It’s become increasingly evident over the last week that Oregon got away with one as it pertains to the NCAA investigation. For all of the speculation, all of the rumors and all the worry, it came back as nothing more than a wave of the finger and a “Don’t do that again.”
A bowl-ban was at the front of most peoples fears, and luckily, that penalty went by the wayside. Here are the main reasons why this was so important:
1. The Potential Talent Drain
2013 looks to be a special season in Eugene, with a plethora of experienced talent returning to finish what could not be completed last season. From Marcus Mariota and De’Anthony Thomas, to Ifo Ekpre-Olomu and Boseko Lokombo, there are playmakers and game changers across the board.
Problem is, most — if not all — could be gone after this season.
Ekpre-Olomu, in particular, will assuredly be a first-round pick in the NFL draft if he leaves. DAT has the electrifying moves that NFL teams covet and you can already envision a Mariota-Kelly reunion in Philly. Oregon has put themselves in position to reload not rebuild, but attempting to make a title run if you lose some or all of these guys will be next to impossible.
Other than a trip to Stanford — a revenge game if ever there were one — Oregon’s schedule sets up for a title run. A non-conference slate that offers chances to grow with no real threat of defeat lets the Ducks ease into conference play against a rebuilding California team, followed by Colorado. Having the Buffaloes as one of your road conference games is almost giving yourself a free win. An improving and dangerous Sun Devil squad is avoided. UCLA comes to Autzen. Arizona in late November, in Tuscon, appears to be the big trap game on the schedule, but you have to like Mariota’s chances of handling the Wildcat crowd.
The best thing, perhaps, is the bye week that leads to the showdown on The Farm. Don’t discount the benefits of being rested before facing a tough and physical Cardinal team. Look for Thomas Tyner, as my guess, to make this his breakout game.
3. Helfrich Has One Less Headache
Being a first year head coach, following in the footsteps of the winningest and most talked about coach in school history, is hard enough. Throwing in the fact that you’re facing sanctions, dealing with recruits jumping ship and trying to keep your stars happy, would be too much for Mark Helfrich to handle.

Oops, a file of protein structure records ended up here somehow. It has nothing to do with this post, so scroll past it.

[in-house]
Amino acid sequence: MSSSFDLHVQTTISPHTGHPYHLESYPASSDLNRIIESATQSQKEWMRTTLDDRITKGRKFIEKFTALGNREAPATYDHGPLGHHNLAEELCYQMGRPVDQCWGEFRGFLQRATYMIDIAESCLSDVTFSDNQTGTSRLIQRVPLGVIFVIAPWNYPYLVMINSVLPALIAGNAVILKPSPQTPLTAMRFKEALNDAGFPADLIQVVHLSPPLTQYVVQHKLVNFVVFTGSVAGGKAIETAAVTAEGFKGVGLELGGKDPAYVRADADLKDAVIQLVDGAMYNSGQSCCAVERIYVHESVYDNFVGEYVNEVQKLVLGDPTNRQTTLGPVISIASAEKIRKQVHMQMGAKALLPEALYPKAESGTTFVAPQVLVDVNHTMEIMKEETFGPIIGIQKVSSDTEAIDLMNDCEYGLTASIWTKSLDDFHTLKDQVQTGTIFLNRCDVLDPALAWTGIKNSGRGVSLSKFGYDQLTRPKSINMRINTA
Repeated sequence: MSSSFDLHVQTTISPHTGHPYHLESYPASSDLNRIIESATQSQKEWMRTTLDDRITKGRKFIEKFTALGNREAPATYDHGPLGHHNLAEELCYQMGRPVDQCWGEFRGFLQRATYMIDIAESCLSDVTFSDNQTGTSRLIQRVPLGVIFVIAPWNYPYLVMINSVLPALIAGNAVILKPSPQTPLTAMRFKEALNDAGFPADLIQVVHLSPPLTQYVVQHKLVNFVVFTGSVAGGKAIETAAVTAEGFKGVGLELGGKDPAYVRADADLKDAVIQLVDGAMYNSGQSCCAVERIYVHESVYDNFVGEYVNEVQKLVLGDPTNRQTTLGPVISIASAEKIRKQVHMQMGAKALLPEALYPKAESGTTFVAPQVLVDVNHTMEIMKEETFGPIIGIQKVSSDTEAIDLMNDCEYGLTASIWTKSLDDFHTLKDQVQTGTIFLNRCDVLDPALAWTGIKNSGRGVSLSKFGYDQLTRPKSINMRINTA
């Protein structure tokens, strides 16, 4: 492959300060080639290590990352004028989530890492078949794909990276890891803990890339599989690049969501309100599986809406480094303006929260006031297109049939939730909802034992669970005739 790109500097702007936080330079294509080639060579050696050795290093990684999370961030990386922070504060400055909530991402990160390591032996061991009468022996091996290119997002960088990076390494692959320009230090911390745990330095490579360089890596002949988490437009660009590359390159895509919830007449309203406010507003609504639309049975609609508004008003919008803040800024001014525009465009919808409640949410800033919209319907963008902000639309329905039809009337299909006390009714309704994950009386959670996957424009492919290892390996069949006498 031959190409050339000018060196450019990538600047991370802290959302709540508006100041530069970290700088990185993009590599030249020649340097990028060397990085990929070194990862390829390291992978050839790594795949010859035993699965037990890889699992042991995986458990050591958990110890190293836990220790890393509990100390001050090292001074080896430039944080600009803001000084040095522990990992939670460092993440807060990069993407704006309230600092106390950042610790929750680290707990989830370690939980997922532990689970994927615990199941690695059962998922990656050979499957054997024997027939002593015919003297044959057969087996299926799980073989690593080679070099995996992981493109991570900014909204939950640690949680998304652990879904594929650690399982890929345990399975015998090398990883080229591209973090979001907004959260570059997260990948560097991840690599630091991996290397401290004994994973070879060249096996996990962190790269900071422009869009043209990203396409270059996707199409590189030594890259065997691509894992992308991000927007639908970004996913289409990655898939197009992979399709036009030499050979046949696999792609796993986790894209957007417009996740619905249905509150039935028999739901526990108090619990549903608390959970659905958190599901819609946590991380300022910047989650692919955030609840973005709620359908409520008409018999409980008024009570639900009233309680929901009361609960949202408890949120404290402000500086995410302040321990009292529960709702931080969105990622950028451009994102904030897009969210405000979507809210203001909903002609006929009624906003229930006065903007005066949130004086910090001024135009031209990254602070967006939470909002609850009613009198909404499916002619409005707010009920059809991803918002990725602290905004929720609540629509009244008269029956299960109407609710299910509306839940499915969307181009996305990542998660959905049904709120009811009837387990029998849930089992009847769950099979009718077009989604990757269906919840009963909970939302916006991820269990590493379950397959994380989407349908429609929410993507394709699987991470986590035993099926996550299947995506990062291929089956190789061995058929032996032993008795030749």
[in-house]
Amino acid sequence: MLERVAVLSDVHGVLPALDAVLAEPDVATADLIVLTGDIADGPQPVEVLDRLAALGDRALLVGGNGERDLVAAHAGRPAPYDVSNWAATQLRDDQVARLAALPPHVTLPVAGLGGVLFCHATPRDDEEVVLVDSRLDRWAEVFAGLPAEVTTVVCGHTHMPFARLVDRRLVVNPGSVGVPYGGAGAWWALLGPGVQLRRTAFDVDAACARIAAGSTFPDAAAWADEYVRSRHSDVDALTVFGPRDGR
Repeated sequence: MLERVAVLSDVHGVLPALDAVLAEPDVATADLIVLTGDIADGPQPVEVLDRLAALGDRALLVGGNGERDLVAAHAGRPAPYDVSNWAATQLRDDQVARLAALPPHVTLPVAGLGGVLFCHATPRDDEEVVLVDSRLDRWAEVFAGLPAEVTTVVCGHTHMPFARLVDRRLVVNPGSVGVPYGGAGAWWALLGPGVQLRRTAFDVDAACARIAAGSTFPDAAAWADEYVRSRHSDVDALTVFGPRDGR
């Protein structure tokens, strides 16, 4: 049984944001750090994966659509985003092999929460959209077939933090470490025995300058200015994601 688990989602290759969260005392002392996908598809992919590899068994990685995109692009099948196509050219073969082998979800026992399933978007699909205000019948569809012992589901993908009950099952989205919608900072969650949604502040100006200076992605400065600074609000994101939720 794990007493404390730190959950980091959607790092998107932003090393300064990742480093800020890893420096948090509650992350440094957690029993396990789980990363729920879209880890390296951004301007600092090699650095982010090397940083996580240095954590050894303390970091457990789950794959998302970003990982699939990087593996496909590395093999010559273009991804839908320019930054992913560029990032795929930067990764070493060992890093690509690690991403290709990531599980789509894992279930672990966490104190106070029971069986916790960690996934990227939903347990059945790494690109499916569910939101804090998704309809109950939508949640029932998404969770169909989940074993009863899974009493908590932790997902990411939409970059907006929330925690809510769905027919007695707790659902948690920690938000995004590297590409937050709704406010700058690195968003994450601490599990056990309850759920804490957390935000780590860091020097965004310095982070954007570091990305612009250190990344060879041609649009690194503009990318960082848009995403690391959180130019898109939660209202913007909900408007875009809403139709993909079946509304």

I’ve been very outspoken in my belief that Oregon has found something special in Helfrich. Being around players and coaches, you get a vibe when someone has that “it” factor, and Helfrich has that in spades. He could prove me wrong and go 8-4, but I just don’t see it happening. Getting off to a good start will be imperative for Mark and Co. to have a long, successful run in Eugene.
Having a Bowl game — no matter which one — is the best thing that can happen to him.
Oregon is riding a wave of momentum never before seen around these parts. Four 10-win seasons in a row, three conference titles and two BCS wins will do that for you. The train is on the right track and now just needs a steady dose of coal to keep it going.
A bowl-ban not only would have stopped the coal, it could have seriously detoured the train altogether.
Now, before you scream “OHIO STATE” from the rooftops, stop. Oregon is not Ohio State. The Buckeyes are a football institution. A traditional powerhouse in football-rich recruiting grounds. They also have Urban Meyer who, next to Nick Saban, is the most recognizable coach in the game. They were able to bounce back from a bowl-ban much easier than Oregon would, and they have proven that.
Could Oregon have done it? It’s possible. All the above issues, however, just got a lot more fun to think about, knowing their slap-on-the-wrist felt a lot better than the full spanking.
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